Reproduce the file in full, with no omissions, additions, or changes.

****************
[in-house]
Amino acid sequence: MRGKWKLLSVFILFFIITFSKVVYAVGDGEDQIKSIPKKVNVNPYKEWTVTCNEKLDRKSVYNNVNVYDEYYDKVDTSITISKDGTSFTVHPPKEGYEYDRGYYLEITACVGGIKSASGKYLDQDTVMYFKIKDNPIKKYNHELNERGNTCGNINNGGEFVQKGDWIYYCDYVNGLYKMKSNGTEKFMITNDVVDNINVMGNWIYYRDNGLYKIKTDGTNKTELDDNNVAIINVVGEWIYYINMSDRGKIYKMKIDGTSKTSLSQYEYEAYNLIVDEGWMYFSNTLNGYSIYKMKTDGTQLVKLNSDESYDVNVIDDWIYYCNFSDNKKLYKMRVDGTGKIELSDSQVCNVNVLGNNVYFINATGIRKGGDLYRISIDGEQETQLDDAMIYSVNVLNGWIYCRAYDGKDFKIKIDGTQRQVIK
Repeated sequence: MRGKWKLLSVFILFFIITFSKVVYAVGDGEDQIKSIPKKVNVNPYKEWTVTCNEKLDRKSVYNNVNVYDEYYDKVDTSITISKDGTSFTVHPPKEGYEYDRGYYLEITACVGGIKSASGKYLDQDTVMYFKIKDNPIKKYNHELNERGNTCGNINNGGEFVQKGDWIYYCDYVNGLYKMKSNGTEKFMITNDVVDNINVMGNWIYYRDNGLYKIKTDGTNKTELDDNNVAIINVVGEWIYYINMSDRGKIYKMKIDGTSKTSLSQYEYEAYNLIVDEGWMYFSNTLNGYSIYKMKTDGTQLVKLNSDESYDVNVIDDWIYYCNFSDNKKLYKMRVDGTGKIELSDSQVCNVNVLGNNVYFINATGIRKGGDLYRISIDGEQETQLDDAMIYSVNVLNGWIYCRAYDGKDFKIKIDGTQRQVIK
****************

[in-house]
Amino acid sequence: MRGKWKLLSVFILFFIITFSKVVYAVGDGEDQIKSIPKKVNVNPYKEWTVTCNEKLDRKSVYNNVNVYDEYYDKVDTSITISKDGTSFTVHPPKEGYEYDRGYYLEITACVGGIKSASGKYLDQDTVMYFKIKDNPIKKYNHELNERGNTCGNINNGGEFVQKGDWIYYCDYVNGLYKMKSNGTEKFMITNDVVDNINVMGNWIYYRDNGLYKIKTDGTNKTELDDNNVAIINVVGEWIYYINMSDRGKIYKMKIDGTSKTSLSQYEYEAYNLIVDEGWMYFSNTLNGYSIYKMKTDGTQLVKLNSDESYDVNVIDDWIYYCNFSDNKKLYKMRVDGTGKIELSDSQVCNVNVLGNNVYFINATGIRKGGDLYRISIDGEQETQLDDAMIYSVNVLNGWIYCRAYDGKDFKIKIDGTQRQVIK
Repeated sequence: MRGKWKLLSVFILFFIITFSKVVYAVGDGEDQIKSIPKKVNVNPYKEWTVTCNEKLDRKSVYNNVNVYDEYYDKVDTSITISKDGTSFTVHPPKEGYEYDRGYYLEITACVGGIKSASGKYLDQDTVMYFKIKDNPIKKYNHELNERGNTCGNINNGGEFVQKGDWIYYCDYVNGLYKMKSNGTEKFMITNDVVDNINVMGNWIYYRDNGLYKIKTDGTNKTELDDNNVAIINVVGEWIYYINMSDRGKIYKMKIDGTSKTSLSQYEYEAYNLIVDEGWMYFSNTLNGYSIYKMKTDGTQLVKLNSDESYDVNVIDDWIYYCNFSDNKKLYKMRVDGTGKIELSDSQVCNVNVLGNNVYFINATGIRKGGDLYRISIDGEQETQLDDAMIYSVNVLNGWIYCRAYDGKDFKIKIDGTQRQVIK